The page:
YAMOUSSOUKRO, Ivory Coast -- Rebels signed a truce Thursday to end a bloody four-week rebellion in Ivory Coast and open talks with the government, mediators said.
Tuo Fozie, a rebel official, signed the cease-fire with West African mediators in the central city of Bouake, which has been in rebel hands since the uprising began Sept. 19.
"The insurgents agreed to end hostilities and accept talks with the government to redress their grievances," mediator Mohammed Ibn Chambas, one of the signatories, said upon returning to Yamoussoukro, the capital.
The government did not have a representative at the signing.
Senegalese Foreign Minister Cheikh Tidiane Gadio, another mediator, said President Laurent Gbagbo was expected to make a statement accepting the agreement.
There was no government confirmation on when Gbagbo might sign the truce, although he has said he accepts the mediators' peace proposals.
Details of the truce were not immediately available.
But mediators were working off a peace plan initiated by Senegalese President Abdoulaye Wade, who heads the Economic Community of West African States, a regional economic grouping. The plan provided for the end of hostilities, for talks and for re-establishment of administrative services and the flow of goods between government- and rebel-held areas.
The rebels would hold their positions during talks, Wade told The Associated Press. He said the proposals need fine-tuning, but "if we follow it step by step, we'll arrive at a deal."
In a later phase, the government and rebel leaders would open negotiations in the presence of representatives from West Africa and the international community, Wade said.
A potential sticking point was whether the rebels would be restricted to barracks -- as Gbagbo wants -- or be allowed to move freely within towns and cities they hold, one of Wade's advisers said. A copy of the document that Wade gave AP did not mention confining rebels to barracks.
The rebels indicated Sunday that they agreed "in principal" to the plan, but waited until Thursday to sign. The delay had been partly due to rebel accusations the government brought in Angolan troops to fight.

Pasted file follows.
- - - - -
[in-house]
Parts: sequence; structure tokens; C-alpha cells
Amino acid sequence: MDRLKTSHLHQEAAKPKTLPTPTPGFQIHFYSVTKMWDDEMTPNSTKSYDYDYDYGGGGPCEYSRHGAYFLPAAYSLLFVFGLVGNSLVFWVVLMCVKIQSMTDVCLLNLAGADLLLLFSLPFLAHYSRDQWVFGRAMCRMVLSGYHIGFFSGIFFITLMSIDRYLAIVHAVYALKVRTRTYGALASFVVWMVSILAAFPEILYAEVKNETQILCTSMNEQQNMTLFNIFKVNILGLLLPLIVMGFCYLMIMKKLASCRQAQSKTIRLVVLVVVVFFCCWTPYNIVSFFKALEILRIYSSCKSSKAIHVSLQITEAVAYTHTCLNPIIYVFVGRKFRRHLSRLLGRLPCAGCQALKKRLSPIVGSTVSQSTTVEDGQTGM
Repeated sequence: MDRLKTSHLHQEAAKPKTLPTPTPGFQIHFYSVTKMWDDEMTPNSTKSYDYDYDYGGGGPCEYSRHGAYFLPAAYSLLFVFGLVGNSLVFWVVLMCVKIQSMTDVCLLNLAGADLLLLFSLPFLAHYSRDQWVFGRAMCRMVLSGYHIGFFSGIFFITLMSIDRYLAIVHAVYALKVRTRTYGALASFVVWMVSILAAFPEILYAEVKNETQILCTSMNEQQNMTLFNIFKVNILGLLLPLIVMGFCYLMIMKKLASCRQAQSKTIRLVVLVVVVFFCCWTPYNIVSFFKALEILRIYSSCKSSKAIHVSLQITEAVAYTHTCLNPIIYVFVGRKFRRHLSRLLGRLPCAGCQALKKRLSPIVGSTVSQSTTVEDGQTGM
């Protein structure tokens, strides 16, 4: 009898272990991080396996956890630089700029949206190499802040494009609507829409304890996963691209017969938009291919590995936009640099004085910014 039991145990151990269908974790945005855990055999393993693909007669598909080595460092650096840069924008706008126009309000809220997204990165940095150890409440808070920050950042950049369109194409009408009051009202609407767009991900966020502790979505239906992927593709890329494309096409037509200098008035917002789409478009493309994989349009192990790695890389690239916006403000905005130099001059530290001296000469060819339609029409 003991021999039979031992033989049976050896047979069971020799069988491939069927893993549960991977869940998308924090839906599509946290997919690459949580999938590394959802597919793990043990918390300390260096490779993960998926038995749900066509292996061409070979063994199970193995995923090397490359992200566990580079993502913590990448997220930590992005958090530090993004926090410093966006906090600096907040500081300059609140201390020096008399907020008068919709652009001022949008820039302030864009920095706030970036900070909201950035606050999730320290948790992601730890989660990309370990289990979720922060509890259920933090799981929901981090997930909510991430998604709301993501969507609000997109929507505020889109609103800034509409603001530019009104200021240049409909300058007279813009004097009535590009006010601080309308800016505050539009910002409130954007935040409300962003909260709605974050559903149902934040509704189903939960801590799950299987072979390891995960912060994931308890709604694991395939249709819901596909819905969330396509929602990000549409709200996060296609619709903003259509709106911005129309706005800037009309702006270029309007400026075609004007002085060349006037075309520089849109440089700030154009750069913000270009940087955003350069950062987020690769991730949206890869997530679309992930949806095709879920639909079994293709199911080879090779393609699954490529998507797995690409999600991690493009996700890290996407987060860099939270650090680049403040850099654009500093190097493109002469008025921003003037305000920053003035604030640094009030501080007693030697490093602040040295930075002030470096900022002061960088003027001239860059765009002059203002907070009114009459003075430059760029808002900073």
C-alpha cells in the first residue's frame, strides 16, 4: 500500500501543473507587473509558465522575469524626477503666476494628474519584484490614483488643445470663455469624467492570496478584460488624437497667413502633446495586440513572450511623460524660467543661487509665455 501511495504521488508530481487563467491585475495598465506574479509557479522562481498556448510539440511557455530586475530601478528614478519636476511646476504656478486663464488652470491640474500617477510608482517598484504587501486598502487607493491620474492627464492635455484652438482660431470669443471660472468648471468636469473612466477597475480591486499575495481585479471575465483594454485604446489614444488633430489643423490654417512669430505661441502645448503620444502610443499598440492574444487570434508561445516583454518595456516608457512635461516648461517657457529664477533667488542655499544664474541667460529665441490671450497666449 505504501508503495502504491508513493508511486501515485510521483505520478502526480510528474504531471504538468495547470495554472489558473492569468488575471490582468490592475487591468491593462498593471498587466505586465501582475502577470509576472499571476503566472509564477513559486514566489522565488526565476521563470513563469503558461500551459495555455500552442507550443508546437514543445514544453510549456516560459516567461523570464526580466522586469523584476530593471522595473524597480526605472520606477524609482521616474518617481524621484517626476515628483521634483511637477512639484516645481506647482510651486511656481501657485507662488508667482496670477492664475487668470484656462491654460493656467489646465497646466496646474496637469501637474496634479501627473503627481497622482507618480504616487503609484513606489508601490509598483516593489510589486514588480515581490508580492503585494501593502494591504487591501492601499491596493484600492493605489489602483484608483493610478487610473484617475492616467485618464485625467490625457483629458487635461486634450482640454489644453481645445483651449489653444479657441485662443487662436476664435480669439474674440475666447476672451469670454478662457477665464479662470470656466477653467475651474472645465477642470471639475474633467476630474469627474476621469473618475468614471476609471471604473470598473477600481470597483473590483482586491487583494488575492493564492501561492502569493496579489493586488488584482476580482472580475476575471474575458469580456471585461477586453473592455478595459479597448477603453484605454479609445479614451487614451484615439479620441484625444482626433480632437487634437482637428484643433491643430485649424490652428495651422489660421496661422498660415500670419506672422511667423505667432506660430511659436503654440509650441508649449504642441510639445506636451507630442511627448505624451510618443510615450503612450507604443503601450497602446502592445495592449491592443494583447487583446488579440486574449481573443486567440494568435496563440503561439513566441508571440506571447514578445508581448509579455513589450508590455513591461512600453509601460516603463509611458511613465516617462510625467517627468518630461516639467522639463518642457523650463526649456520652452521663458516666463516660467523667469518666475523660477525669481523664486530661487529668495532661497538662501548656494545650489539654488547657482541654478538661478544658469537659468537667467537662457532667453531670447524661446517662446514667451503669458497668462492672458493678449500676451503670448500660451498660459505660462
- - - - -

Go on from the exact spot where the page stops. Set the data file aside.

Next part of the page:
In an interview published Thursday, Gbagbo said his government bought weapons from Angolan firms but stated: "There are no Angolan soldiers here."
"We bought arms and ammunition at the beginning of this crisis. We paid, and now these arms are arriving. It's entirely private, and that's all. I don't see a problem. When it's necessary to make purchases to reinforce our capacities, we do it," the French newspaper Le Figaro quoted Gbagbo as saying.
Angola's embassy in Ivory Coast has denied that its troops were in Ivory Coast. But a European foreign minister, who spoke on condition of anonymity, said Wednesday that 500 Angolan troops are in the country.
The rebels have seized most of the northern half of Ivory Coast since launching their uprising with a coup attempt Sept. 19. Hundreds have died in the fighting.
At the core of the insurgency are 750-800 ex-soldiers, many dismissed from the army for suspected disloyalty. Their uprising gathered support from Ivorians in the north, who complain that the southern-based government treats them poorly.
The war -- and ethnic violence it is unleashing -- has caused tens of thousands of people to flee their homes, creating a tide of refugees that aid workers fear could spill over Ivorian borders, destabilizing other West African countries.